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The world needs to overhaul how society measures economic success

White bird flying over a lake during daytime by Coralie Meurice

Why?

Our demands on nature far exceed its capacity to supply them, putting biodiversity under huge pressure and society at “extreme risk” of its rapid decline. It is rare to see it presented quite so clearly in a government-commissioned report – The Dasgupta Review for the UK Government.

Estimates suggest we require 1.6 Earths to maintain current living standards!

Reducing human demands on nature in line with supply requires a far more fundamental restructuring of human consumption and production patterns. Policies that challenge existing patterns of consumption by – changing prices and behavioural norms including enforced new standards for reuse, recycling and sharing – introducing new taxes on unsustainable activity.

Global management of legally protected areas must be improved and increased investment in nature-based solutions that address biodiversity loss is also necessary. It is far less expensive to conserve nature than to restore damaged or degraded resources and has the net effect of alleviating poverty in low-income countries where those on low incomes rely more directly on nature.

For more than 70 years Gross Domestic Product (GDP) and its growth, has been the primary measure of economic success. GDP fails to take stock of natural capital. It props up an economic system that incentivises activity that depletes ecosystems and habitats crucial to human survival. The review calls for a new measure “inclusive wealth,” which combines the accounting value of produced, human and natural capital. Most governments pay out more to activities that harm nature than protect it.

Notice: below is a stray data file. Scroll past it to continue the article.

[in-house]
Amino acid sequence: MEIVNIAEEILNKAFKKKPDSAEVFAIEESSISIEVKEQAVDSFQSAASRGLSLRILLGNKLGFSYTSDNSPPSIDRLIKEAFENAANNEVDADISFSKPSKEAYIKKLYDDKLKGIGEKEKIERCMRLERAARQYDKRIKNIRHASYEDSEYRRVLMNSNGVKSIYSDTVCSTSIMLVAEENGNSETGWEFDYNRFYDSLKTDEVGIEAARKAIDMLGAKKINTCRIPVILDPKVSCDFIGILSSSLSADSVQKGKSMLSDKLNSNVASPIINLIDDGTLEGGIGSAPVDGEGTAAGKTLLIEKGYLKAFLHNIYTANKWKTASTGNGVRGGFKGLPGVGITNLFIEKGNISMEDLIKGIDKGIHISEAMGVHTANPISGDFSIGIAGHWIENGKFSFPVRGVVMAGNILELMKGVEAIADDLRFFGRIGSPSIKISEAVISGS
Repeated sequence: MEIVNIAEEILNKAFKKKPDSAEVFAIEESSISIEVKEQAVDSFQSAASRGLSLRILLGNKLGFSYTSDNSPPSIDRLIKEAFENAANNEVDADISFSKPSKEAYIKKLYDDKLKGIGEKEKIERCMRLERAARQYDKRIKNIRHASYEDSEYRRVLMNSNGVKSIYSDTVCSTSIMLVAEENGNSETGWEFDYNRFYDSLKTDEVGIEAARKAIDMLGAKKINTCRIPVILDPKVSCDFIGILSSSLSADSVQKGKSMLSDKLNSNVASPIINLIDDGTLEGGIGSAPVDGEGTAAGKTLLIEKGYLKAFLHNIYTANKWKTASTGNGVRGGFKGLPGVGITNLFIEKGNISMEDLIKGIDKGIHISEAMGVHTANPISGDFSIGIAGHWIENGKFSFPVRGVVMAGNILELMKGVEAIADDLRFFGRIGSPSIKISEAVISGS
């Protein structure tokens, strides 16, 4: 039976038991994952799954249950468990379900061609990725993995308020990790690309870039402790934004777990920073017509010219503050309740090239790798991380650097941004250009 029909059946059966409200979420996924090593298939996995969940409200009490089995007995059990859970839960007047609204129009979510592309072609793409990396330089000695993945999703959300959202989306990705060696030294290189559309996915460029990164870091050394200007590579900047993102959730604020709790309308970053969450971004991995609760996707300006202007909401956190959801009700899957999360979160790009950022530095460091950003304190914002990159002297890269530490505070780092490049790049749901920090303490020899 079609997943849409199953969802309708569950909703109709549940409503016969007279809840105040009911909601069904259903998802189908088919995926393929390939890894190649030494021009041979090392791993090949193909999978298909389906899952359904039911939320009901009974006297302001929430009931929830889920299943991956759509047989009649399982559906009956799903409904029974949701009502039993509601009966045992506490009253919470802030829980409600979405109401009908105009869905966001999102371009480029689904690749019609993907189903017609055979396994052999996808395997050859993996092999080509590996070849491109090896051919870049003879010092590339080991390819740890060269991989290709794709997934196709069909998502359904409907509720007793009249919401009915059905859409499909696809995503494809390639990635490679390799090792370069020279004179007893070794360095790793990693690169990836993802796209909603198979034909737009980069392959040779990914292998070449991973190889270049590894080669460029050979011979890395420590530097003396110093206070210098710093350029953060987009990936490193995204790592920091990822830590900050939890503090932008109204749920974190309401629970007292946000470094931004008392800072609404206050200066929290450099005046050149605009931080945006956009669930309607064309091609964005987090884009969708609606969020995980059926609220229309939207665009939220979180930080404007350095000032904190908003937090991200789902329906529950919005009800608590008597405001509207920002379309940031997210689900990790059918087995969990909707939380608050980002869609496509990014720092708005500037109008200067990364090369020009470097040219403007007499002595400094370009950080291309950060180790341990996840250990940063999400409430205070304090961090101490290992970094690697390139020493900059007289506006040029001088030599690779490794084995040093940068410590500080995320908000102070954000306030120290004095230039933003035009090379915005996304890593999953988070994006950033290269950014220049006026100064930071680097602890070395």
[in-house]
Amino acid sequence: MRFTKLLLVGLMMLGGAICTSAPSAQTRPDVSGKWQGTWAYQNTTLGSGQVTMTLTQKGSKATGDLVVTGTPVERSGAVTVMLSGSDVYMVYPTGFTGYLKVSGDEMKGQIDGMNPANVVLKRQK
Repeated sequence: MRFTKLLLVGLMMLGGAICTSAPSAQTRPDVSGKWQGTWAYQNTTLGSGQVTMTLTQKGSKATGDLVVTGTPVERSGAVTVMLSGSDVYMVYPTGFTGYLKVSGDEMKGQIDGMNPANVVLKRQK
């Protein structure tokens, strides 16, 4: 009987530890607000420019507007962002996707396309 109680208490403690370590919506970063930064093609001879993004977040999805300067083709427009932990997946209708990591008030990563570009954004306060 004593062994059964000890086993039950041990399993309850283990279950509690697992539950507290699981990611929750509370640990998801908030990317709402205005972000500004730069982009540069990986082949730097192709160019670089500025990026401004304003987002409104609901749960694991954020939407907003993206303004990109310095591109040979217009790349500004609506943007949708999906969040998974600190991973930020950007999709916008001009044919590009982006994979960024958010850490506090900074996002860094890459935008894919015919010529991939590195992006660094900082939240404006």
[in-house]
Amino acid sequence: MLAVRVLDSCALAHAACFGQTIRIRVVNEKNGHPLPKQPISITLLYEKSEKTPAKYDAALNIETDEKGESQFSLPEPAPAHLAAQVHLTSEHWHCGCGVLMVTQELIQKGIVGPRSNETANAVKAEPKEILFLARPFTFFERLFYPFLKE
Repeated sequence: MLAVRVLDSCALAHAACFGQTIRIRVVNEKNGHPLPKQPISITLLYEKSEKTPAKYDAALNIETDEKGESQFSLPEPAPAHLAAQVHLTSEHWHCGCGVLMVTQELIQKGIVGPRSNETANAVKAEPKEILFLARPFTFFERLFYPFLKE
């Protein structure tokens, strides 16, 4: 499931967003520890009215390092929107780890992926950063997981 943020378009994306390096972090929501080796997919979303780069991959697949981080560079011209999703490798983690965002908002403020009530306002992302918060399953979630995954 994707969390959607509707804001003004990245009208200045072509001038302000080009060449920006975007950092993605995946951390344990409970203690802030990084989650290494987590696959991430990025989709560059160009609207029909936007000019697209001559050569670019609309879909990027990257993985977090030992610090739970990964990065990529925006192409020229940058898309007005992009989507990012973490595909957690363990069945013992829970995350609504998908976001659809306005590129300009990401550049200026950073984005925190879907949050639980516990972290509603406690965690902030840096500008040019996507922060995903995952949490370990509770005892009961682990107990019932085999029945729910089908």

We need a set of global standards, underpinned by credible data, that allow businesses and financial institutions to fully integrate nature-related considerations into their decision-making and their financial disclosures.

Simply accounting for nature and putting a price on natural capital will not, on its own, prove sufficient in protecting natural habitats. It needs improved regulation and protection of high value areas. There is a strong economic rationale for quantity restrictions over pricing mechanisms.

Education also can play a major role in fixing society’s unhealthy relationship with nature and crafting fresh education policy can remedy humans’ increasing detachment from the nature. Efforts to help people understand and connect with nature will empower citizens to make informed choices and demand higher standards from business, finance, and government.

The implications of the review for businesses and investors are obvious and considerable – it’s a game-changer!

However, the Dasgupta Review does make one thing clear that nearly everyone can agree on: Mainstream economic thinking is badly flawed and needs to be reformed if environmental disaster is to be avoided!

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